By Ahmad Samih Khalidi, a senior associate member of St Antony’s College, Oxford (THE GUARDIAN, 12/05/08):
As Israel celebrates the 60th anniversary of its establishment, an inescapable counter-reality lingers over the occasion that is inextricably twinned with it. It is the nakba or catastrophe, the 60th anniversary of the destruction of Arab Palestine in 1948.
Despite a public discourse that often claimed the opposite, the Zionist movement set out to build a Jewish state in Palestine with a Jewish majority. This could only come about at the expense of the local inhabitants, the vast majority of whom were Palestinian Arabs – both Muslim and Christian. From this perspective, neither the Zionists’ intentions nor the reactions of the Palestinians are at issue: Israel could not have been built as a Jewish state except on the ruins of Arab Palestine.
In 1948, about 750,000 Palestinians fled or were forcibly driven out of their homeland, creating what still stands today as the world’s largest and most longstanding refugee problem. The nakba created an entirely new politico-demographic reality. From a longstanding majority on their own soil, the Palestinians became a small, vulnerable minority and a tattered, broken nation living in exile or under foreign rule.
Nothing can convince the Palestinians that what happened to them 60 years ago was right and proper. They cannot be expected to hail the events that led to their own destruction and dispossession. They cannot be expected to extend their benediction to the establishment of Israel, or internalise its legitimacy. There can be no conceivable circumstances in which the Palestinians can concede their history in favour of the Zionist narrative, for to do so would be to deny their own.
But the conflict is not just over narratives. It is also about fundamental shifts in attitude and political perception. Almost all the major transformations have come in the wake of cataclysmic and usually unforeseen events. There is no need to welcome violence to understand its impact, neither does it follow that violence on its own necessarily leads to peace, but the history of the struggle over the land of Palestine stands in stark contrast to the adage that violence gets you nowhere.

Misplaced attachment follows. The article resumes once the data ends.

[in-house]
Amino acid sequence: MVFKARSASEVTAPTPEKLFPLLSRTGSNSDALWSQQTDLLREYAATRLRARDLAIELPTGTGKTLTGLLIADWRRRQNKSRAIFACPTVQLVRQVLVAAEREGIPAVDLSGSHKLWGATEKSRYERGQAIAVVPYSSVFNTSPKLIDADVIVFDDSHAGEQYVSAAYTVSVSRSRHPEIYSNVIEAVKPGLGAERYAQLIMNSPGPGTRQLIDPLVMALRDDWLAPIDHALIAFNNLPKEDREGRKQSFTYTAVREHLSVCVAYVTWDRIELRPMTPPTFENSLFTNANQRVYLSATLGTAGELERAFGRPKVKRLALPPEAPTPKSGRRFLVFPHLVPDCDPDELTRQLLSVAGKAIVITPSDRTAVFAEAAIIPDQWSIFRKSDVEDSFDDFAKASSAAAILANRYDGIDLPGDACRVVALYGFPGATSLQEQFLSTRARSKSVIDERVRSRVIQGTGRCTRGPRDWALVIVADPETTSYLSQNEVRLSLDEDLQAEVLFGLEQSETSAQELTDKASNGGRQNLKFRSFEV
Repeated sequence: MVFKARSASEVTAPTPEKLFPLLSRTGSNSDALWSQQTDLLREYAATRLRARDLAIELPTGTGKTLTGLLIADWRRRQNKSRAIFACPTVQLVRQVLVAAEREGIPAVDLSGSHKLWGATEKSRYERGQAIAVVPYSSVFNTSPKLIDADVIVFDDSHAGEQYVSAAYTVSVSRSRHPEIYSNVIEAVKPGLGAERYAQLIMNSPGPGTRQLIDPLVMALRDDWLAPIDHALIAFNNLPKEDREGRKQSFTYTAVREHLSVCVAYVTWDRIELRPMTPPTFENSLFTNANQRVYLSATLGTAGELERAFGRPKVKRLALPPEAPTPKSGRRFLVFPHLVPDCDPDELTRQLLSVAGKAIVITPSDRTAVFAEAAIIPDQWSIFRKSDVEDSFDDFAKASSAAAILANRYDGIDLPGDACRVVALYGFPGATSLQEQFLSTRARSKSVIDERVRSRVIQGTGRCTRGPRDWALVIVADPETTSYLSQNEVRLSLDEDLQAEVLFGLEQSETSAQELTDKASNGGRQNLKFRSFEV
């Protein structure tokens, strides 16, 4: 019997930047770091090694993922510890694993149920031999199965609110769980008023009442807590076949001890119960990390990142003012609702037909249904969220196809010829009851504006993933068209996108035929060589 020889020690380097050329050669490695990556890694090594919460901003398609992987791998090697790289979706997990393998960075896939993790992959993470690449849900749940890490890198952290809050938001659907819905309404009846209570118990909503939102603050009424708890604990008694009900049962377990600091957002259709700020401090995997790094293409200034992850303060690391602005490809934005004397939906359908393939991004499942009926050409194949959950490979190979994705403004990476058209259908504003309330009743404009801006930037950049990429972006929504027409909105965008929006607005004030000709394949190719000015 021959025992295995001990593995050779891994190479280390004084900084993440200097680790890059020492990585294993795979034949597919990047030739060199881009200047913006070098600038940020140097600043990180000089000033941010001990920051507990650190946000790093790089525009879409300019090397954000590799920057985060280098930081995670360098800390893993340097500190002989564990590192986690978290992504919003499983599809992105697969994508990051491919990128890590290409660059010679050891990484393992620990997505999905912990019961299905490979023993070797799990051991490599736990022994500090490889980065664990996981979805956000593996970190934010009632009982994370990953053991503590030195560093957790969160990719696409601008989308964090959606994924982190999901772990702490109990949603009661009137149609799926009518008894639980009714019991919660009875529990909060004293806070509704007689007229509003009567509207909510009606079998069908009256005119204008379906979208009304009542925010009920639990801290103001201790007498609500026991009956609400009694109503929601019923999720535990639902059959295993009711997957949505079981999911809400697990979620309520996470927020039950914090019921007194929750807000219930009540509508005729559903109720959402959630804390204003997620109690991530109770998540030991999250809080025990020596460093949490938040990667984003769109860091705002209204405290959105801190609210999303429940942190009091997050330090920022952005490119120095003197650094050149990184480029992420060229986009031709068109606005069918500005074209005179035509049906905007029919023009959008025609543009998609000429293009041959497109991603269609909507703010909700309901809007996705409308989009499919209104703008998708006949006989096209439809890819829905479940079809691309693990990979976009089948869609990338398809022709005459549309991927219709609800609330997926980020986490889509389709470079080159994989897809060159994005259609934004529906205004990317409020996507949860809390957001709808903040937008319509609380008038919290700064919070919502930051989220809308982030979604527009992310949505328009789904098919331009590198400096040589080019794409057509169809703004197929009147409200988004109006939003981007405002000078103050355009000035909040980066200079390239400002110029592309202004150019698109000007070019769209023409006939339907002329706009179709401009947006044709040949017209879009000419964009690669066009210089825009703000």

The sad truth is that violent convulsions have always been part of the process of change in the political, psychological and material terms of the conflict. The 1948 war, including pre-state Jewish terrorism, established the state of Israel. The June 1967 war led to an Arab realisation that Israel was an irreversible reality. The 1973 war eventually brought peace with Egypt, and set the background for the Palestinian acceptance of a two-state solution. The 1982 Lebanon war resulted in the first comprehensive Arab peace offer to Israel. The 1987 Palestinian intifada drove Israel to talk to the PLO, culminating in the 1993 Oslo agreement.
Furthermore, Israel’s decision to withdraw from south Lebanon in 2000 was the result of a realisation that staying put was not worth the sacrifice. Israel’s withdrawal from Gaza in 2005 was a direct consequence of the second 2000 intifada. The current debate about the need to engage Hamas is more a reflection of the Islamic movement’s military prowess than any real conviction that it is a potential partner in peace.
Today, the prospects of a final resolution of the conflict based on the two-state solution are fading as it comes up against settlement realties, Palestinian domestic divisions and the structural weaknesses of Israel’s political system. But even if such an agreement were to be reached, it would have to be ratified, implemented and sustained, and there is precious little to suggest that either side can see this through.
The alternative is unlikely to be yet another stab at a final status settlement. There is no real safety net that will allow for the process to proceed after such a failure, nor any agreed guidelines for doing so. The Palestinain Authority (PA) and its Israeli partner have no plan B, neither has the US, the putative sponsor of the process, with the international community in tow. Yet stasis is ahistorical and unsustainable. The history of the conflict suggests other alternatives, most of which point to a slide towards further and more extensive violence as an eventual catalyst of change.
As things stand, and in a situation where the vast majority of Israelis are impervious to the horrors of the occupation and shielded from its consequences, and where Palestinian aspirations are being dissipated by the daily changes on the ground and the PA’s own failures, it is hard to avoid the fear that the next shift in attitude is going to be the product of yet another cataclysm.
At the one end of the spectrum of possibilities is an open-ended and continuous spiral of conflict. At the other is a new set of relations between Arab and Jew, and new forms of association on the land of Palestine that go beyond the dying paradigm of a two-state solution towards different formulae for power-sharing, partition or sovereignty. One century after the first Zionist incursion into Palestine, and 60 years after the great determining event of 1948, it would take a brave soothsayer to predict which course will prevail.